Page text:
Fluoride systems to be repaired by next fall

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Photo courtesy of the Town of North Attleborough FaceBook Page

max.bowen@northstarreporter.com

Following a report that the town’s fluoride levels were below state levels, plans are in place to update the system by Fall 2020.

Since 2011, fluoride injection systems at the Kelley Boulevard treatment facility and the Hillman and the Adamsdale wells have been shut down due to damage caused by the chemical. Speaking at the Board of Health meeting on Tuesday, Nov. 19, Department of Public Works Director Mark Hollowell said that preliminary design work has been approved at the Kelley Boulevard treatment facility and the Adamsdale wells. A current set of plans for both is available, making the needed repair work easier to complete.

Hollowell said the Kelley Boulevard facility work would take the least time to complete, with Adamsdale not far behind. The Hillman well is expected to take the longest.

Work on the Kelley Boulevard facility is expected to cost $100,000-$150,000, while the Adamsdale and Hillman wells have been estimated at $250,000. This will be paid for through the Water Enterprise Fund and the work should be done by next October or November.

It shouldn’t have happened,” said Hollowell, referring to the shutdown of the fluoride injection systems in 2011.

The town’s fluoride injection systems were installed in 2000 to add sodium fluoride to the town’s water system, following a vote at a Presidential Town Election that year. Similar systems are used in more than 150 towns in Massachusetts.

The injectors were installed at the Whiting Street and Kelley Boulevard treatment facilities and the Hillman and the Adamsdale wells. The systems work by adding sodium fluoride in flake form, where it is mixed and then introduced into the town’s water. However, the sodium component is acidic and began to damage the pumps. The treatment plant on Whiting Street is the only one not effected, as that is newer. There was also a problem with dust being created during the injection process that was a safety hazard for those not wearing protective masks.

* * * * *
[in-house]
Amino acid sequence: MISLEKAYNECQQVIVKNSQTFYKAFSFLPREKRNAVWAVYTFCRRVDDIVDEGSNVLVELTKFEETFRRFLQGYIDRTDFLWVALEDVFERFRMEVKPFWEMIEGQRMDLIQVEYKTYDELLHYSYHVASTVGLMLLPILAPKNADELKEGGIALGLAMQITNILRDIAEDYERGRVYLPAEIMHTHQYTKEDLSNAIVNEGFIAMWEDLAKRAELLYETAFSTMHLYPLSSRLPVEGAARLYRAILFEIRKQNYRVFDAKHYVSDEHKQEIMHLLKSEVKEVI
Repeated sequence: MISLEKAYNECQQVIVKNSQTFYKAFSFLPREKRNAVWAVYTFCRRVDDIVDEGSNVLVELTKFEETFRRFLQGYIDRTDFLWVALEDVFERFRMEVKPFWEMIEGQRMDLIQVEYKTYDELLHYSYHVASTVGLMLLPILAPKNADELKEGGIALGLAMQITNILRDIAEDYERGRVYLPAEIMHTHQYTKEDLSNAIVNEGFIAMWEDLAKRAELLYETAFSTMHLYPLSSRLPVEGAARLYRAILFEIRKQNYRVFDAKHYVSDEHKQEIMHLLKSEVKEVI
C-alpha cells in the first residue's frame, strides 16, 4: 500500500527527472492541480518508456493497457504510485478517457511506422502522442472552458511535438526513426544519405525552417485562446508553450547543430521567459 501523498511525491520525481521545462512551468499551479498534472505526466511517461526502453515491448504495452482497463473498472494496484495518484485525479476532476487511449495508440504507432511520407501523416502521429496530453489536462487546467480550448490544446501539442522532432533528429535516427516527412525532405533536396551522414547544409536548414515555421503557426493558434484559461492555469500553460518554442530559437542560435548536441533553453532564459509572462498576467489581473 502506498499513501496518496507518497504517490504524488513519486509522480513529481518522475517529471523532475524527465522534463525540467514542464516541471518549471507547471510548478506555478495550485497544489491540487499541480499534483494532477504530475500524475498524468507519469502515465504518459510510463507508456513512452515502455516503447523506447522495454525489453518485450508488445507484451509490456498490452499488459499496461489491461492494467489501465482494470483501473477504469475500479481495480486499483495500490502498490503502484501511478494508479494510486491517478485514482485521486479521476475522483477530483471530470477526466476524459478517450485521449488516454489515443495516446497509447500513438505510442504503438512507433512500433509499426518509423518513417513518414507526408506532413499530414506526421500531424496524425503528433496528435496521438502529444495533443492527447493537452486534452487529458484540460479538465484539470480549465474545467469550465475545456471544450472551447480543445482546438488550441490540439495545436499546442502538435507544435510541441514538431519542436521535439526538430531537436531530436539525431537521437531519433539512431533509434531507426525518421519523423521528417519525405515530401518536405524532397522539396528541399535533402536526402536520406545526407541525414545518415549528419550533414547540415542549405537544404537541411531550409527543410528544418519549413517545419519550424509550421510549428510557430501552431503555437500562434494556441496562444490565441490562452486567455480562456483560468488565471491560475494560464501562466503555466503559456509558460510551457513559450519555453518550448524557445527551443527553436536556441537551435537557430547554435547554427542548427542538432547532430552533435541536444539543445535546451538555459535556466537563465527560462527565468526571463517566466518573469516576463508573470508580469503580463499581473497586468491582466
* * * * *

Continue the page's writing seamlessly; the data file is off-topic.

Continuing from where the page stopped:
As a result of these issues, the system was shut down in 2011, and has been offline since. While some of the town continues to get some amount of fluoride in their water, it is below the 0.7 mg/l optimal level recommended by the Centers for Disease Control.

Hollowell added that while testing can be done for when fluoride levels are too high, it’s not a common test for lower levels. He plans monthly water tests to ensure the levels remain consistent.

Since news of the system shutdown was made public, many have questioned the delay in getting repair work done. Hollowell said that at the time, the DPW was dealing with a number of issues, including the hiring of a new Highway Superintendent. Board of Health member Jonathan Maslen said that what has happened has happened and the focus needs to be on resolving the problem.

We have full confidence that the director and the board [of public works] will handle this,” he said. “We’re behind you guys. It’s real easy to Monday morning quarterback.”

Board of Public Works Chairman Michael Thompson said that fluoride pills will be made available to those that need them.

Whatever we need to do to help everybody, we’re willing to do that,” he said.

Board of Health Chairman John Donohue Jr. said that the board is behind the idea of keeping fluoride in the water and doesn’t want to revisit this as a ballot question. One of the reasons he was elected in 2007 was because two members of the Health Board were suing the BPW for putting fluoride in the water.

I did not like the idea of one board suing another,” he said. “It’s a waste of taxpayers money and counterproductive.

Donohue said that he is a firm believer in following the will of the people and that it would be unfortunate if the town decided to go a different road.

They spoke loud and clear that day,” he said.